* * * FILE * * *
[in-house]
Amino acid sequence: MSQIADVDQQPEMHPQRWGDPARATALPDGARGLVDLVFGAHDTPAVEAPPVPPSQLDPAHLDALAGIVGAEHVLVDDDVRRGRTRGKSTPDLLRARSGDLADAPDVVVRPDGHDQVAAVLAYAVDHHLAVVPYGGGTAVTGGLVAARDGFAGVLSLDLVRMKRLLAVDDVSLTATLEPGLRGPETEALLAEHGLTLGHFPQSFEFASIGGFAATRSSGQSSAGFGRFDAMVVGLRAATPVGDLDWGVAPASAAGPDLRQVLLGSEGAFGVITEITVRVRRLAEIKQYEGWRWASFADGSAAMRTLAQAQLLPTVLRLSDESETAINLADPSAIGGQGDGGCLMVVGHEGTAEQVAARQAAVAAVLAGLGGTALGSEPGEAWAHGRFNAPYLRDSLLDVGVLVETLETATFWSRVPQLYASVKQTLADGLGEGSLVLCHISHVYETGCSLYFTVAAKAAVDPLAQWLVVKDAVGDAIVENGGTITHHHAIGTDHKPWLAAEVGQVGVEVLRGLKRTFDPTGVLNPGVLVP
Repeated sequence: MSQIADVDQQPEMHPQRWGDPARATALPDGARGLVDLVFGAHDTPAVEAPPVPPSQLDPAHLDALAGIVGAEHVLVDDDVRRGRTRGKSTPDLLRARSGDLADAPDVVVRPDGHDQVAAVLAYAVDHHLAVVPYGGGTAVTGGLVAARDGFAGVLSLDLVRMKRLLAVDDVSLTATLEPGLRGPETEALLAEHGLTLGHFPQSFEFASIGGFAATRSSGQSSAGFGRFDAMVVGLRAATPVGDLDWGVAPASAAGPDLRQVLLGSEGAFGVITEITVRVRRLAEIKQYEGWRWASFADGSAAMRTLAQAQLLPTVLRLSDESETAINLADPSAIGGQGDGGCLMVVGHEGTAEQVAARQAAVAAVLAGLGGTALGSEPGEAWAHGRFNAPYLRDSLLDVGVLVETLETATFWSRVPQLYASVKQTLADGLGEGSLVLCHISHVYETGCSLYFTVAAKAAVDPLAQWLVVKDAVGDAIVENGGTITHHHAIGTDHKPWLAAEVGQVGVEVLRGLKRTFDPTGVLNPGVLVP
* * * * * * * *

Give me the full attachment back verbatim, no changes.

[in-house]
Amino acid sequence: MSQIADVDQQPEMHPQRWGDPARATALPDGARGLVDLVFGAHDTPAVEAPPVPPSQLDPAHLDALAGIVGAEHVLVDDDVRRGRTRGKSTPDLLRARSGDLADAPDVVVRPDGHDQVAAVLAYAVDHHLAVVPYGGGTAVTGGLVAARDGFAGVLSLDLVRMKRLLAVDDVSLTATLEPGLRGPETEALLAEHGLTLGHFPQSFEFASIGGFAATRSSGQSSAGFGRFDAMVVGLRAATPVGDLDWGVAPASAAGPDLRQVLLGSEGAFGVITEITVRVRRLAEIKQYEGWRWASFADGSAAMRTLAQAQLLPTVLRLSDESETAINLADPSAIGGQGDGGCLMVVGHEGTAEQVAARQAAVAAVLAGLGGTALGSEPGEAWAHGRFNAPYLRDSLLDVGVLVETLETATFWSRVPQLYASVKQTLADGLGEGSLVLCHISHVYETGCSLYFTVAAKAAVDPLAQWLVVKDAVGDAIVENGGTITHHHAIGTDHKPWLAAEVGQVGVEVLRGLKRTFDPTGVLNPGVLVP
Repeated sequence: MSQIADVDQQPEMHPQRWGDPARATALPDGARGLVDLVFGAHDTPAVEAPPVPPSQLDPAHLDALAGIVGAEHVLVDDDVRRGRTRGKSTPDLLRARSGDLADAPDVVVRPDGHDQVAAVLAYAVDHHLAVVPYGGGTAVTGGLVAARDGFAGVLSLDLVRMKRLLAVDDVSLTATLEPGLRGPETEALLAEHGLTLGHFPQSFEFASIGGFAATRSSGQSSAGFGRFDAMVVGLRAATPVGDLDWGVAPASAAGPDLRQVLLGSEGAFGVITEITVRVRRLAEIKQYEGWRWASFADGSAAMRTLAQAQLLPTVLRLSDESETAINLADPSAIGGQGDGGCLMVVGHEGTAEQVAARQAAVAAVLAGLGGTALGSEPGEAWAHGRFNAPYLRDSLLDVGVLVETLETATFWSRVPQLYASVKQTLADGLGEGSLVLCHISHVYETGCSLYFTVAAKAAVDPLAQWLVVKDAVGDAIVENGGTITHHHAIGTDHKPWLAAEVGQVGVEVLRGLKRTFDPTGVLNPGVLVP